the direction of the sparks :-)
There are holes in the rear cover (extending the table; different to yours)
for such a guard. It was missing. But that guard also would collide with
the motor and the V-belt cover. Have to model one out of cardboard to see
how it has to look like.
Also tried with coolant yesterday, but the mess I made withing fractions of
a second was overwhelming. :-) There is a hole in the disk guard for
coolant, but it is pointing in the wrong direction.
All grinding disks either require or recommend using coolant.
The t&c model looks very versatile, no doubt!
*GREAT*! Thanks a lot!
On picture #16 (), I see that the narrow side of the
adjustment strip is ribbing on the table. That long triangular-shaped sign
of wear. Right?
So I have to make a new one, because mine was attacked with an angle-grinder
to make it lower/narrower. Doesn't make a real smooth surface. Anyhow, I
have a surface grinder to make his new strip.
I have downloaded all pictures, in case I ever decide to improve my Klaiber.
Your's is really much more versatile than mine.
No, thanks, they answered all my questions. And even more.
yep that triangular shape is wear ...but not as we know it ...and it
don't make any difference ...
the strip springs up a little as the machine travels to the extremes
of movement ..
the strip is approx 1mm short in height than it could be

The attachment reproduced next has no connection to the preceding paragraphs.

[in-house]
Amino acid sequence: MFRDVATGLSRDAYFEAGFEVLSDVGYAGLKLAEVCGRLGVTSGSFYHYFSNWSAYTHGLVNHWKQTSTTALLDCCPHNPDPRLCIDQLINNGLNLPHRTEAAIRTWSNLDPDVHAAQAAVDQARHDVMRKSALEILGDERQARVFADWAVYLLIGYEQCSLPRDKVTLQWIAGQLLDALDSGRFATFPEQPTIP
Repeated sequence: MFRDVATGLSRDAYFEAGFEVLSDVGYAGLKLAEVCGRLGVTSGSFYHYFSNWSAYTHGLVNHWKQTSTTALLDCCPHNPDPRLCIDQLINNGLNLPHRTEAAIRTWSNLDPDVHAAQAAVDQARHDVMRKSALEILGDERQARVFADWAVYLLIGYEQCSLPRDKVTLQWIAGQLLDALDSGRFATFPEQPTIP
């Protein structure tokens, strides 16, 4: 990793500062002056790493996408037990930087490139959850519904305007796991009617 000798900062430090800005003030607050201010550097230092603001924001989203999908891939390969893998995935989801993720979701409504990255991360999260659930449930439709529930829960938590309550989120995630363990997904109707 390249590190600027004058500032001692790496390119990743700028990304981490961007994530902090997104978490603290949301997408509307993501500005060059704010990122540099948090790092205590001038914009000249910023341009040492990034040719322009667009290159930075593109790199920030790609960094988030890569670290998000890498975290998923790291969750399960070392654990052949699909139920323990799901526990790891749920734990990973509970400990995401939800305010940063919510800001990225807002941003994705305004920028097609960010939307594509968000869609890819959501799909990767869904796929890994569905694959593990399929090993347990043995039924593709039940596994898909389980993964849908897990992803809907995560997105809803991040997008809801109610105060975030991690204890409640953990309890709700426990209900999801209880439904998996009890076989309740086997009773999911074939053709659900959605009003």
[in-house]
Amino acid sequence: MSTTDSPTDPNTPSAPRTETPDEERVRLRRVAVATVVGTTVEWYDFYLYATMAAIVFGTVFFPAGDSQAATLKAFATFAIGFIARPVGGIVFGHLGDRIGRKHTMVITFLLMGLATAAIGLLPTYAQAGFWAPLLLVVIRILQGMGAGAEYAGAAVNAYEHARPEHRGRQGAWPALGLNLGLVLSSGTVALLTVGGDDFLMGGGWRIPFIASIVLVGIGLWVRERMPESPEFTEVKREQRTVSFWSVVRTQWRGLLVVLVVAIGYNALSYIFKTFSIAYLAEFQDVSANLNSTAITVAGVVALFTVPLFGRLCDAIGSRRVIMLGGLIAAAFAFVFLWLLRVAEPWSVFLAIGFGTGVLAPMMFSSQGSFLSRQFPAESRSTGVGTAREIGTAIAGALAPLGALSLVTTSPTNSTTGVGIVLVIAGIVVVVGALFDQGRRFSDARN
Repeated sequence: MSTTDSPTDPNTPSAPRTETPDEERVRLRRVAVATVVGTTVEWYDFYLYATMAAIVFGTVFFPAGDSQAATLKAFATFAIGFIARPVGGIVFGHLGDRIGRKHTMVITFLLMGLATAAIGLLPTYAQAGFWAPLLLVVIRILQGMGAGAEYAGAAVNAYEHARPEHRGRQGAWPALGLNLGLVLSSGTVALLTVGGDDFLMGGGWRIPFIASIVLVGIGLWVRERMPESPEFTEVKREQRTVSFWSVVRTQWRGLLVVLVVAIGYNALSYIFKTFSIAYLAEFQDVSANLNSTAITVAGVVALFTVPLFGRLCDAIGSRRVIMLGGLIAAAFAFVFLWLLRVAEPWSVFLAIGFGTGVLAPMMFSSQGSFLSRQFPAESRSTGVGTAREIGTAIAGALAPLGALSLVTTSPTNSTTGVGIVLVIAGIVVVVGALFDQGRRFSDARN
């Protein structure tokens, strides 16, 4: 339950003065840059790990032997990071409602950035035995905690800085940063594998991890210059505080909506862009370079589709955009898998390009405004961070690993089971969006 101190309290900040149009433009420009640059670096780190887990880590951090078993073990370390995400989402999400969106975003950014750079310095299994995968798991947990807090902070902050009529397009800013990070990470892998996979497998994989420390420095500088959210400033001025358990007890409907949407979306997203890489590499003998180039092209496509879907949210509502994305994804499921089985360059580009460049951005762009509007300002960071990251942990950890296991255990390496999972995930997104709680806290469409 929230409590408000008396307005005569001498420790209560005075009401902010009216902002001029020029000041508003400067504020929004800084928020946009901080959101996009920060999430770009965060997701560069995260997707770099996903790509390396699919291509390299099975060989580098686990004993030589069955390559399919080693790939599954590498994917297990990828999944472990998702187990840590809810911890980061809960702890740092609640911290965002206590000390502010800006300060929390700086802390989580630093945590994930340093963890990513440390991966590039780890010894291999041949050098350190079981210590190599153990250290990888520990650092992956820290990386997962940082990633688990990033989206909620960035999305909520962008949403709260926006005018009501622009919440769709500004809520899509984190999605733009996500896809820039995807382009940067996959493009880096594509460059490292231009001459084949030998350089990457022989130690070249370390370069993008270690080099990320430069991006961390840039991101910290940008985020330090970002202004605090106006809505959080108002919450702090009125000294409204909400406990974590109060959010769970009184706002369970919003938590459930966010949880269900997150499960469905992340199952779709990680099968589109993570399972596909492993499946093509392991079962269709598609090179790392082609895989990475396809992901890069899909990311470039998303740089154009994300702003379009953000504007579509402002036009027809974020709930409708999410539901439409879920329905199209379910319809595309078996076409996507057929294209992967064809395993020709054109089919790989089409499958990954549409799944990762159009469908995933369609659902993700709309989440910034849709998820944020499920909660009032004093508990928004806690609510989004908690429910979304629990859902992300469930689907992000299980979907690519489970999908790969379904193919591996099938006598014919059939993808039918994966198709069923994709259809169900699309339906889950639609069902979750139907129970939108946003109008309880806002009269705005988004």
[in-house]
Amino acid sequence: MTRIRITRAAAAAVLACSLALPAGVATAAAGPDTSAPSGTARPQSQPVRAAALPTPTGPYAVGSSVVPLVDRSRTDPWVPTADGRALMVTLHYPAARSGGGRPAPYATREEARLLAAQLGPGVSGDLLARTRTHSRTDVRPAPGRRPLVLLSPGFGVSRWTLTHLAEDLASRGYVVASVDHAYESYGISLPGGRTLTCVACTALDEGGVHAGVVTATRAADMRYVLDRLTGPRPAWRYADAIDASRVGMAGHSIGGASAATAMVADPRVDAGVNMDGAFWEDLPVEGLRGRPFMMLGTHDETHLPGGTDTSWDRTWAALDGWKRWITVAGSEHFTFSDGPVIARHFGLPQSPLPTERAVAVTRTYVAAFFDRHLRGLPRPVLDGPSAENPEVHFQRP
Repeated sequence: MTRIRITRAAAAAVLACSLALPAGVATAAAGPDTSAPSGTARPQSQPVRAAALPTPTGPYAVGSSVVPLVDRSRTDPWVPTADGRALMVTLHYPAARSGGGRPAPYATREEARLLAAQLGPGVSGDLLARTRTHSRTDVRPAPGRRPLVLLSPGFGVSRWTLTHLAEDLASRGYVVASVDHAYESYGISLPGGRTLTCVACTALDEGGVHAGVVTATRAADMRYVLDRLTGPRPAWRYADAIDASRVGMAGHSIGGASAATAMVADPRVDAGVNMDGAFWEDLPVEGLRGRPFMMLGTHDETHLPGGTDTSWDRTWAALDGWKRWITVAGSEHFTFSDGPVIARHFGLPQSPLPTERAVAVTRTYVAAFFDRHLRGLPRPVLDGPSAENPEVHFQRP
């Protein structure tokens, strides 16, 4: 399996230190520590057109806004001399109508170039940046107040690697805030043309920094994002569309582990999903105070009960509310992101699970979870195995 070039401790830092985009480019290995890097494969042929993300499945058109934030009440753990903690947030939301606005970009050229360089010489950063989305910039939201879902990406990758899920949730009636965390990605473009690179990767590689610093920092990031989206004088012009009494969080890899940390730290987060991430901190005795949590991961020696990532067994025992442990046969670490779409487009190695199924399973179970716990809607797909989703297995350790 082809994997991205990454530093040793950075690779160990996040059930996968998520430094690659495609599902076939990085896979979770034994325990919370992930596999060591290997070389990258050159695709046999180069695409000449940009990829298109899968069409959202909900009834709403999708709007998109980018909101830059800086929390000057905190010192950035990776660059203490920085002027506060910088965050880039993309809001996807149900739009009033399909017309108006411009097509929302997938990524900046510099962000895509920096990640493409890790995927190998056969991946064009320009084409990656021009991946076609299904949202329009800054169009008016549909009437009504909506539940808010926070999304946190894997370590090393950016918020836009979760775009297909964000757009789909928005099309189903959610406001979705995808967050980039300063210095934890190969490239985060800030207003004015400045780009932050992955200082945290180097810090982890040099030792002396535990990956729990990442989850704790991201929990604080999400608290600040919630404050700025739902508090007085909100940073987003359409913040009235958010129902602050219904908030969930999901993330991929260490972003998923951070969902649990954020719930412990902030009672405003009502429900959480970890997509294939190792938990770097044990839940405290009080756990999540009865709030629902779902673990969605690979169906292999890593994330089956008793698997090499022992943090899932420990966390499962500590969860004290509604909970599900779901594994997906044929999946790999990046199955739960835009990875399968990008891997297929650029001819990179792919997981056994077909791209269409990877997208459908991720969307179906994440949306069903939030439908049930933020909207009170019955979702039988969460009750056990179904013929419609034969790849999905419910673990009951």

so only to be expected the strip gets dragged a little ...
the strip is there for wear in the lateral plain of the table ...to
take up play in the table dovetails
the wear for down-woulds push of the table is taken by the wide
surfaces at the side of the jib...........
my Jones and shipman 540 does not have any jibs what so ever and the
table isn't attached to the lower parts at all ....only the rams keep
it from falling off.
same idea with this machine.....and lots of other surface
grinders ...some have loose ball bearngs on the ways ...
all the best..mark
If the small side of the strip touches the upper table, things get better a
bit. Taking some flex out of the adjusting screws.
No matter how, I have to make a new strip. The original was bowed to get the
play out. I have bent it straight, but certainly not perfectly flat.
Also with the huge gap between the casting and the strip, the oil from the